re: "So Jesus was dead less than two days if you define a 'day' as 24 hours."

For the purpose of the OP, I don't.


re: "But he was dead on three consecutive days as calculated by the Jews at that time."

Agreed.


re: "Which was a day and a night, starting with the evening at sundown."

Except with a 6th day crucifixion there is one calendar day without any part of a night.



posted on Sep, 4 2013 @ 04:53 PM
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reply to post by rstrats
 


Except with a 6th day crucifixion there is one calendar day without any part of a night.

What are you calling a "calender day"?
If you mean according to the Jewish system, the sixth day did not end before Jesus was dead.
It would have ended at sundown on Friday.
He was already taken off the cross and placed in the tomb at that time.



posted on Sep, 4 2013 @ 06:28 PM
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jmdewey60,

re: "What are you calling a 'calender day'?

The period of time from one sunset to the next sunset.


re: " ...according to the Jewish system, the sixth day did not end before Jesus was dead."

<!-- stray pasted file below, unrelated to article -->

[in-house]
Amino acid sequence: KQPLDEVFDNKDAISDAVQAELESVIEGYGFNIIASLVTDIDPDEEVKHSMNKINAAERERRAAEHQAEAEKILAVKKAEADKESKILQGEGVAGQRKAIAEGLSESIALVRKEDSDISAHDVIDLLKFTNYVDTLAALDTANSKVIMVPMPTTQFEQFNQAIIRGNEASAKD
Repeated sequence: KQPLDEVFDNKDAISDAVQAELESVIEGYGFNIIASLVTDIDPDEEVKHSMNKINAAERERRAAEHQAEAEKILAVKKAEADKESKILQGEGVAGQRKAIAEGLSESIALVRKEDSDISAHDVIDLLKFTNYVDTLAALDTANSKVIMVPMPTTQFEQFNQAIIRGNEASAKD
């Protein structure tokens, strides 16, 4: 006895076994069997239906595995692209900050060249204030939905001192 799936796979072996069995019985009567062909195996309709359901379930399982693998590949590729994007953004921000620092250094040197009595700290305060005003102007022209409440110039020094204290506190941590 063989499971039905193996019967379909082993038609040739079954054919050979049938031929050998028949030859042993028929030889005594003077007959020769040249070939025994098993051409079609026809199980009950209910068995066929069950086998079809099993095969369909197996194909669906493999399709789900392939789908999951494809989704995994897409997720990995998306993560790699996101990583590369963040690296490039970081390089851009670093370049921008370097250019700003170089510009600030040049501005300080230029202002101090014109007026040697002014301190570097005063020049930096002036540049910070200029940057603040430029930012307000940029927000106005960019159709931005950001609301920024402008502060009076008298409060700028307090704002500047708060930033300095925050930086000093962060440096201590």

I'm afraid I don't see your point with regard to my comment: "...with a 6th day crucifixion there is one calendar day without any part of a night."



posted on Sep, 4 2013 @ 06:44 PM
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reply to post by rstrats
 


The whole day is a "day and a night".
Any part of that day counts as a day.
So that particular day becomes the "day and a night" by the terminology Jesus was using.

A gospel is not an objective history that you can use to determine if the story is internally consistent.
The gospel was written for the purpose of demonstrating its correctness.
So it is not going to have Jesus saying something that was not somehow true within the world created inside the gospel.



posted on Sep, 4 2013 @ 07:30 PM
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jmdewey60,

re: "The whole day is a 'day and a night'. Any part of that day counts as a day."


I wrote in post #6: "As regards the Jewish practice of counting any part of a calendar day as a whole day I would agree, but when nights is added to days to yield a phrase "x' days AND "X" nights it normally refers to a measurement of time where day refers to the light portion of a 24 hour period and night refers to the dark portion of a 24 hour period. No one In the history of apologetics as far as I know has ever presented any historical documentation that a phrase "x" days AND "x" nights was a unique first century idiom of Hebrew/Aramaic/Greek which could mean something different than what the phrase means in English. If you have such documentation, I would very much like to see it. That is what I am asking for in the OP."



posted on Sep, 4 2013 @ 08:07 PM